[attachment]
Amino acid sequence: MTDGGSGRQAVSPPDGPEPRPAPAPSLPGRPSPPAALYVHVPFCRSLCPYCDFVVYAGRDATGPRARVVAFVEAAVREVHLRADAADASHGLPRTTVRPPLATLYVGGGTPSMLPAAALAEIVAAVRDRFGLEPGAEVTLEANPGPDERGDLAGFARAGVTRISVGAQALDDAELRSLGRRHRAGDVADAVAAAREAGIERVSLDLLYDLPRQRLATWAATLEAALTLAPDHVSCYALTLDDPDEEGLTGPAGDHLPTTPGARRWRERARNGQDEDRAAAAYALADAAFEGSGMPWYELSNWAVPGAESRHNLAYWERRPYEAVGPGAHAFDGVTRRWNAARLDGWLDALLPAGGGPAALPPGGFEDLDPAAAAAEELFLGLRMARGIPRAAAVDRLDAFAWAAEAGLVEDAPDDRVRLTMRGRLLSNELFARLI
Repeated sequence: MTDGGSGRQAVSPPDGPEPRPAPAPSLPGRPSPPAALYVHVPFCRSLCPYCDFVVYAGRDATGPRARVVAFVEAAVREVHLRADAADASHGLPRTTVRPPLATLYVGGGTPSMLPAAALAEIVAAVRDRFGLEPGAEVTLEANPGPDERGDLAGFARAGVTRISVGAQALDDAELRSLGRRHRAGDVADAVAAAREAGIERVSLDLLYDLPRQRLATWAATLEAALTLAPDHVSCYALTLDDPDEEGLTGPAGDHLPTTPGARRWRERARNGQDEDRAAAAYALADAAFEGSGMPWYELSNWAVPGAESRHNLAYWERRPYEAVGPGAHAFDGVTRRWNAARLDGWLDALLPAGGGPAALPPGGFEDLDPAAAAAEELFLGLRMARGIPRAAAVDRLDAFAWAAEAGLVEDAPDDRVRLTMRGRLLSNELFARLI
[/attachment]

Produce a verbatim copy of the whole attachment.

Amino acid sequence: MTDGGSGRQAVSPPDGPEPRPAPAPSLPGRPSPPAALYVHVPFCRSLCPYCDFVVYAGRDATGPRARVVAFVEAAVREVHLRADAADASHGLPRTTVRPPLATLYVGGGTPSMLPAAALAEIVAAVRDRFGLEPGAEVTLEANPGPDERGDLAGFARAGVTRISVGAQALDDAELRSLGRRHRAGDVADAVAAAREAGIERVSLDLLYDLPRQRLATWAATLEAALTLAPDHVSCYALTLDDPDEEGLTGPAGDHLPTTPGARRWRERARNGQDEDRAAAAYALADAAFEGSGMPWYELSNWAVPGAESRHNLAYWERRPYEAVGPGAHAFDGVTRRWNAARLDGWLDALLPAGGGPAALPPGGFEDLDPAAAAAEELFLGLRMARGIPRAAAVDRLDAFAWAAEAGLVEDAPDDRVRLTMRGRLLSNELFARLI
Repeated sequence: MTDGGSGRQAVSPPDGPEPRPAPAPSLPGRPSPPAALYVHVPFCRSLCPYCDFVVYAGRDATGPRARVVAFVEAAVREVHLRADAADASHGLPRTTVRPPLATLYVGGGTPSMLPAAALAEIVAAVRDRFGLEPGAEVTLEANPGPDERGDLAGFARAGVTRISVGAQALDDAELRSLGRRHRAGDVADAVAAAREAGIERVSLDLLYDLPRQRLATWAATLEAALTLAPDHVSCYALTLDDPDEEGLTGPAGDHLPTTPGARRWRERARNGQDEDRAAAAYALADAAFEGSGMPWYELSNWAVPGAESRHNLAYWERRPYEAVGPGAHAFDGVTRRWNAARLDGWLDALLPAGGGPAALPPGGFEDLDPAAAAAEELFLGLRMARGIPRAAAVDRLDAFAWAAEAGLVEDAPDDRVRLTMRGRLLSNELFARLI